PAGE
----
I loveee foraging, and knowing edible plants. I’ve made a jelly and syrup from mesquite beans, that was actually really good, and I’ve always eaten them raw. I still need to try making flour from the seeds. I love the desert hackberries, although I have only snacked on them, never actually made anything. The Texas persimmons are really good too, and make a good jam, altho I’ve never made one myself. I’ve tried yucca as well, the flowers are ok, they weren’t my favorite but they’re not bad. Also important to note I ate them raw lol. The fruit is also edible, I feel like they might be better pickled or something, again were not my favorite. Oh and agarita! Those berries were usually tart but I loveddd them. Was worth all the scratches I got trying to get them. Also makes a really good jelly. And ofc prickly pear cactus, I’ve made jams, smoothies, and candy from the fruits, the flowers were not bad at all I loved eating them, and they are good to decorate cakes etc. and the pad itself is really really good deep fried, and also in like breakfast tacos, neither one comes out slimy. And snacking on raw stinging nettle, just rolling the top bits into balls. Shepherds purse, the seeds are kinda spicy, not that much, fairly mild but some people like to use it in salads like pepper. Leaves are edible too but its a lot of trouble for not a lot of leaves lol. Nowww, for edible in regards to medicine, horehound is really good for colds and coughs, but beware it is veryyy bitter, even with honey. A little is a lot. Heard that juniper berries were good for upset stomach and digestion, never tried it as such, only for fun, so idk how well that works, but only a few berries don’t go eating a whole handful that won’t end well. Plus they taste like soap. Cactus fruit is actually good for your kidneys and liver too, my dad messed his up from excessive drinking, and had drank a smoothie made from blended cactus fruits and honey every day, he was a lot better in a couple months. Stinging nettle tea is a good diuretic, have used on my mom, probably saved her life (long story but she’s stubborn and won’t go to the doctors). Have also heard wild olives just a couple are good for upset stomach as well. Now this last one I don’t recommend, but I’ll throw in here just cuz, mother of thousands, my grandma told me, u make a tea out of one of the small heads, like really small, and it’s good for pain, like headaches or anything else, like u would use Tylenol. Reason I don’t recommend this, this plant is actually pretty toxic, and the reason it had that affect was because it has something to the effect of a paralyzing something or other, and that’s why small bits help with pain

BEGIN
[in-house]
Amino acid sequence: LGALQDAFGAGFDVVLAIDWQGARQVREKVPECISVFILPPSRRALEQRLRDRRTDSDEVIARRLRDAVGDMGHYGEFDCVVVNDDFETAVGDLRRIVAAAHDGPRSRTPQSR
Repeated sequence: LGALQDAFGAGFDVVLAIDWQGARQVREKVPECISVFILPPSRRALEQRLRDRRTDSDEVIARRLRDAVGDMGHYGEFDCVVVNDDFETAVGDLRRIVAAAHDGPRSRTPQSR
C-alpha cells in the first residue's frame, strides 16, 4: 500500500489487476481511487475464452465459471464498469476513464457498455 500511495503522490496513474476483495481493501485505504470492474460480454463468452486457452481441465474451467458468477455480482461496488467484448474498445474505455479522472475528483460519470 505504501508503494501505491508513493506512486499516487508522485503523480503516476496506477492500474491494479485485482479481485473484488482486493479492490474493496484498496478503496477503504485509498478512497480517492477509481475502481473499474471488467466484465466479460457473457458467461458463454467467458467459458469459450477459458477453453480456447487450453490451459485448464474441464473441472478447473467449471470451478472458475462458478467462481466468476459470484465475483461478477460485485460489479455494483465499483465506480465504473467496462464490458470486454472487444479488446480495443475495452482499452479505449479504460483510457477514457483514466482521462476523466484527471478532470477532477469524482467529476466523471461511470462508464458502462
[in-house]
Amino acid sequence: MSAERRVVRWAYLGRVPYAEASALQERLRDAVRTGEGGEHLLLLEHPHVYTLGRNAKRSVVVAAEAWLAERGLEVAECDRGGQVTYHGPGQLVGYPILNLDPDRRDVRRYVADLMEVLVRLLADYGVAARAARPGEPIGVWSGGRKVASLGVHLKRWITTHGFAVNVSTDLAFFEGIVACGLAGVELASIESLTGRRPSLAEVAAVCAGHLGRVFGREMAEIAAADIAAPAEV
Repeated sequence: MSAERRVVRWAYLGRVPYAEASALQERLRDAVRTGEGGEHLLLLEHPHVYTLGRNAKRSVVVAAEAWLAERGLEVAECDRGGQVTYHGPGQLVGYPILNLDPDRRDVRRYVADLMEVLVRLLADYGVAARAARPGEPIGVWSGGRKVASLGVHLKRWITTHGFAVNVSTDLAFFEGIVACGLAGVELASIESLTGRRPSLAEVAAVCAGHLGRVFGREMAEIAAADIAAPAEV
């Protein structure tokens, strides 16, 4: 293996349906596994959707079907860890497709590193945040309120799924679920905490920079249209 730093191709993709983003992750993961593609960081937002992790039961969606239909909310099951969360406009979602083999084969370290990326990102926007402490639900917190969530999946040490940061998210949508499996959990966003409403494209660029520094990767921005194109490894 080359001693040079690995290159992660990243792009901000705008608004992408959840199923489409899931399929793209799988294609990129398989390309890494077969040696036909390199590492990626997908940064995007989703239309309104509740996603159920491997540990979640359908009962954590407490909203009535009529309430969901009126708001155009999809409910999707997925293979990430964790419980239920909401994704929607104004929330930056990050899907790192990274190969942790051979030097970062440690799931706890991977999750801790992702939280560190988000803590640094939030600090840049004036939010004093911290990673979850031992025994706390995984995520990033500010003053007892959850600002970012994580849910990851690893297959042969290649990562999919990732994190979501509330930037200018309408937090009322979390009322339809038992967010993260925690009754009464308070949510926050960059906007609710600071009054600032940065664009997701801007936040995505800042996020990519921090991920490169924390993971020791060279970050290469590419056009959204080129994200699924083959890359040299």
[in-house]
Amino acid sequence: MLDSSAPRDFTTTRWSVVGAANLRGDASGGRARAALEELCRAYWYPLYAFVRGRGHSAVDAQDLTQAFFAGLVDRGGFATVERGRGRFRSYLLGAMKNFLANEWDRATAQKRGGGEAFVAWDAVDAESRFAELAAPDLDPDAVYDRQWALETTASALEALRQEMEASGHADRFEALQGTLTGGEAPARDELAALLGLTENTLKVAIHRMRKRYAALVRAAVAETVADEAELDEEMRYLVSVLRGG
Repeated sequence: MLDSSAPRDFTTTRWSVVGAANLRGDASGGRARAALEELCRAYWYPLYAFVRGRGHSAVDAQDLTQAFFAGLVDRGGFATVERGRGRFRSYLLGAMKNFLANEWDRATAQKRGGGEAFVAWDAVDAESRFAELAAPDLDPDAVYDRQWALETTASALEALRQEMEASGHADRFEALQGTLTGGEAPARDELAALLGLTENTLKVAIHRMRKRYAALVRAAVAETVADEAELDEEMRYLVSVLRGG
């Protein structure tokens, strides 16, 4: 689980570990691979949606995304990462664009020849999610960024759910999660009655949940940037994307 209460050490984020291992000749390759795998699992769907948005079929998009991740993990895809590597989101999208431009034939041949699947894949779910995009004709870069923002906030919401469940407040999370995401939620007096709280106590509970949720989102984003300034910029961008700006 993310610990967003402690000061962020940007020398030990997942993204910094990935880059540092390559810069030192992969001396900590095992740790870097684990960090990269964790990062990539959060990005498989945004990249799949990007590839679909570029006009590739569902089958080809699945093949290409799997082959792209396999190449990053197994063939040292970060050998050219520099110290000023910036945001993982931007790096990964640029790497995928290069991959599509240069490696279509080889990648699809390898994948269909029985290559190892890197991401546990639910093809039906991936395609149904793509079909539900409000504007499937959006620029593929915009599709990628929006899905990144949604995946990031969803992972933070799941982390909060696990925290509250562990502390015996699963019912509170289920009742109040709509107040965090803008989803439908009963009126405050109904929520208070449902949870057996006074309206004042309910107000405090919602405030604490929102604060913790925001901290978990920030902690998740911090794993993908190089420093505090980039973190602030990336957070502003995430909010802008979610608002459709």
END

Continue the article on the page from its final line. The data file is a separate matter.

Well, I don’t much go in for bitter, usually. Although I will say that a very common wild plant in rural sections of the Dominican Republic is bitter melon (Momordica charantia). The wild type is much smaller than the ones you see in Asian markets – the melon is only about 1 inch (2.5 cm) long. I pick it while it is still hard and green, slice it thin, and if I sautee it mixed with a whole bunch of other ingredients, its bitterness is not objectionable. Once it starts ripening to orange, it is not considered edible anymore.